Property Developers, Property Investors

IRS Form 8938 and FBAR reporting

simon

Simon Misiewicz

17th November 2021

IRS Form 8938 and FBAR reporting

IRS Form 8938 and FBAR reporting are essential tax considerations for ex-pats with foreign investments.

Form 8938 is used to report specified foreign financial assets if the total value of all specified foreign financial assets is more than the allowed reporting threshold.

FBAR stands for Foreign Bank Account Report and is also known as FinCEN Form 114. If you are in the reporting threshold, it must be submitted annually.

FBAR exists to combat tax evasion, particularly with reporting money and assets held in foreign banks. FBAR must be filed online at the Financial Crimes Enforcement Network (FinCEN).

FBAR dates back to 1970, when it was created as part of the Bank Secrecy Act.

It is not filed with a federal income tax return. FBAR filing requirements apply whenever a US person has a financial interest in or signature authority over a foreign financial account with a value over $10,000 at any time during the calendar year.

Form 8938 is only filed when a person meets the threshold for filing and has to file a US tax return.

If a person does not have to file a tax return, then Form 8938 is not required in that current year.

The frequently asked questions about IRS Form 8938 and FBAR

“Should I speak to a tax specialist about IRS Form 8938 and FBAR Reporting?”

“What are the basics of IRS Form 8938 and FBAR reporting?”

“Who needs to file Form 8938?”

“What is the difference between Form 8938 and FBAR?”

“What needs to be reported on Form 8938?”

“What are the penalties for failing to file Form 8938?”

“Do I need to file a US tax return and Form 8938?”

“What are the FBAR reporting requirements?”

“What are the penalties for failing to file under FBAR?”

“Do I have to report foreign property on Form 8938?”

“Can the IRS check foreign bank accounts?”

“How does this affect Hong Kongers that are looking to move or invest in the United Kingdom from Hong Kong?”

“How does this affect American readers that are looking to move or invest in the United Kingdon from the United States.”

Should I speak to a tax specialist about IRS Form 8938 and FBAR Reporting?

Certain US taxpayers holding specified foreign financial assets with an aggregate value over $50,000 need to report information about those assets on Form 8938.

This must be attached to the taxpayer’s annual US income tax return.

Since December 2015, certain domestic corporations, partnerships and Trusts that are formed to hold (directly or indirectly) specified foreign assets must file Form 8938.

Since 1970, the Bank Secrecy Act (BSA) requires US persons to file an FBAR if they have a financial interest in bank accounts, brokerage accounts and mutual funds in a foreign country.

FBAR reporting also applies if the aggregate value of all foreign financial accounts exceeds $10,000.

If you’re unsure how to proceed with filing Form 8938 or FABR reporting, it is recommended that you speak to our UK and US tax advisors to ensure your overseas financial affairs are tax-efficient.

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UK Tax resident status: You may be interested in our main Article on UK Tax status if you are looking to move to the UK or from the UK. You may also be interested to know how more about our property tax services if you are looking to invest in UK buy to let properties.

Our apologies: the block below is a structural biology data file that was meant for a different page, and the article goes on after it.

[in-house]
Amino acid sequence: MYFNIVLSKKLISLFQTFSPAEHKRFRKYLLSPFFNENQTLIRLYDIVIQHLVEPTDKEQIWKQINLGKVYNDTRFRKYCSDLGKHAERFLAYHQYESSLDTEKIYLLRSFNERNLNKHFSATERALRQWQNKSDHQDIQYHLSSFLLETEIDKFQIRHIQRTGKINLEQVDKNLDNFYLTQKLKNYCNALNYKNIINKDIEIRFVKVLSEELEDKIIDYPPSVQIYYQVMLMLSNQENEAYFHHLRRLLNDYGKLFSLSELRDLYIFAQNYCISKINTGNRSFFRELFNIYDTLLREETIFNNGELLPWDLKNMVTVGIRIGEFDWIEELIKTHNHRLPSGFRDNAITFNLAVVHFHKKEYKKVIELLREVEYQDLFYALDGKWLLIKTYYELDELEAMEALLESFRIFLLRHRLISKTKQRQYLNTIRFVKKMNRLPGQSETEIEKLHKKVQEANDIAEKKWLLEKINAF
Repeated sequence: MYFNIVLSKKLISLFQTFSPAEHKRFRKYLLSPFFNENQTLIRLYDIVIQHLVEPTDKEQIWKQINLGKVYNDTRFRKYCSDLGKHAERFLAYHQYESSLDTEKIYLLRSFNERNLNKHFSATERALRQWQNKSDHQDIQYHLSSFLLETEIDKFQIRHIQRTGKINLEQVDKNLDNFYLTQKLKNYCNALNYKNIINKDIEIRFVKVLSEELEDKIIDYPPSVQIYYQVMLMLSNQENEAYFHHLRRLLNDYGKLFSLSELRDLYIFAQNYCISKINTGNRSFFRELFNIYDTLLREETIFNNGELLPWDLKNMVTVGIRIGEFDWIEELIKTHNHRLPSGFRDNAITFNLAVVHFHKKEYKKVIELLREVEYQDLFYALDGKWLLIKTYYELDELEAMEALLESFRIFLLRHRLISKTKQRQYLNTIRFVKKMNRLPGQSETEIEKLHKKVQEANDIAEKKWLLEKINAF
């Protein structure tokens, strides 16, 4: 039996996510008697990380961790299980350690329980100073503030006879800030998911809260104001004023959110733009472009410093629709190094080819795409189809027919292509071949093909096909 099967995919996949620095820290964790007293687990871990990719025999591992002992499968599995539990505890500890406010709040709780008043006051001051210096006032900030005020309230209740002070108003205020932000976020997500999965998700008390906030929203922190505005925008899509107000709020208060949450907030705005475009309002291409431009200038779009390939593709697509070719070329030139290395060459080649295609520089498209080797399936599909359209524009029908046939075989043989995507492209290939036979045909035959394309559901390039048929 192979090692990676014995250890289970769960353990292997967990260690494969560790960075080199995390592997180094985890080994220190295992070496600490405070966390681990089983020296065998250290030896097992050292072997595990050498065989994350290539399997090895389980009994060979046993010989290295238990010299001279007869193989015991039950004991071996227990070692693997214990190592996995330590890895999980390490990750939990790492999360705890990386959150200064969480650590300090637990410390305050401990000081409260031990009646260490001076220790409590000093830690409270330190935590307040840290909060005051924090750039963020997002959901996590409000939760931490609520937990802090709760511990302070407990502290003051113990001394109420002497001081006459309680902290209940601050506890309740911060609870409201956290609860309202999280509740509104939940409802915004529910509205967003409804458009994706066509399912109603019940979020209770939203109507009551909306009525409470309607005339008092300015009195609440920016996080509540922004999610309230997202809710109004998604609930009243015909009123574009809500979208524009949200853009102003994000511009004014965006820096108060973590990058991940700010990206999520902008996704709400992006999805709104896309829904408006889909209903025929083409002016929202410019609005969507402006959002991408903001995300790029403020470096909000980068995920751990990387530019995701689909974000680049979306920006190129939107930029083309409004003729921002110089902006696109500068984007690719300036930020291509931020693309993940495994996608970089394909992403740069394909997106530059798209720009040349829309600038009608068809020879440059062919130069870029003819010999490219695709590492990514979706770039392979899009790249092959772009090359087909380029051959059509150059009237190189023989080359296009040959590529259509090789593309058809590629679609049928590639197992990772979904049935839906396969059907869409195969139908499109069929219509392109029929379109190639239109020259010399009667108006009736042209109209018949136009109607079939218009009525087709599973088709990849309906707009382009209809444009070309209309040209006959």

What are the basics of Form 8938 and FBAR reporting?

As property accountants serving thousands of UK landlords that purchase buy to let properties, we know that many US ex-pats are concerned about their reporting requirements concerning foreign investments held in the UK.

In recent years, the IRS has stepped up efforts to track down delinquent taxpayers and enforce the payment of overdue taxes. American ex-pats have come under increasing scrutiny.

One of the main initiatives introduced was the Foreign Account Tax Compliance Act (FATCA).

FATCA is part of the Hiring Incentives to Restore Employment (HIRE) Act, designed to enforce higher tax compliance among US taxpayers with foreign accounts and assets.

FATCA created Form 8938, an additional foreign account reporting requirement over and above FBAR that must be filed with the US Treasury annually.

If a US taxpayer has more than a certain amount of foreign assets, Form 8938 is included as part of their annual Form 1040 filing.

It requires an expanded list of foreign assets not covered by FBAR.

Our UK and US tax specialists team recommend that every ex-pat be aware of FATCA and how it could affect their foreign investments and tax liabilities.

Called a Statement of Specified Foreign Financial Assets, Form 8938 is used by ex-pats to tell the IRS about financial assets held abroad.

When living and working abroad, it is common for Americans to gain different types of foreign financial assets, such as a foreign pension plan or shares in a foreign company.

As a US taxpayer, you must report those foreign assets in your annual taxes and filing Form 8938 is a common way to do this.

The main points to remember about Form 8938 are:

– Not every US ex-pat needs to fill one out
– There’s a hefty fine for not filing Form 8938 (up to $50,000)
– Review the different requirements between Form 8938 and FBAR

An FBAR must be submitted yearly if you are within the reporting threshold.

To complete an FBAR form, you will need your name, Social Security Number (ITIN), address, details of all joint owners of the account, foreign bank names and addresses and the type of accounts held.

We recommend that you review what the IRS says is required for US taxpayers to do when filing Form 8938, as well as the rules around FBAR reporting.

To speak to one of our UK and US tax advisors about Form 8938 or FBAR, book a consultation here.

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Who needs to file Form 8938?

If you’re a US taxpayer who lives outside of the US and holds a total combined value of foreign assets worth more than $300,000 at any time during the year (or $200,000 on the last day of the year), you need to report it on Form 8938.

If you live outside of the US and have qualifying assets, including any bank, investment or retirement accounts maintained outside of the US, it is essential to know when the tax year starts and stops.

It can be different in different countries, and speaking to a UK and US tax advisor will help clarify this.

What is the difference between Form 8938 and FBAR? 

There are differences between Form 8938 and FBAR, so it is vital to understand them.

Form 8938 is filed with the IRS, but you file FBAR with FinCEN, the US Treasury Department’s Financial Crimes and Enforcement Network.

Form 8938 requires you to report the maximum value of specified foreign financial assets, including foreign financial accounts.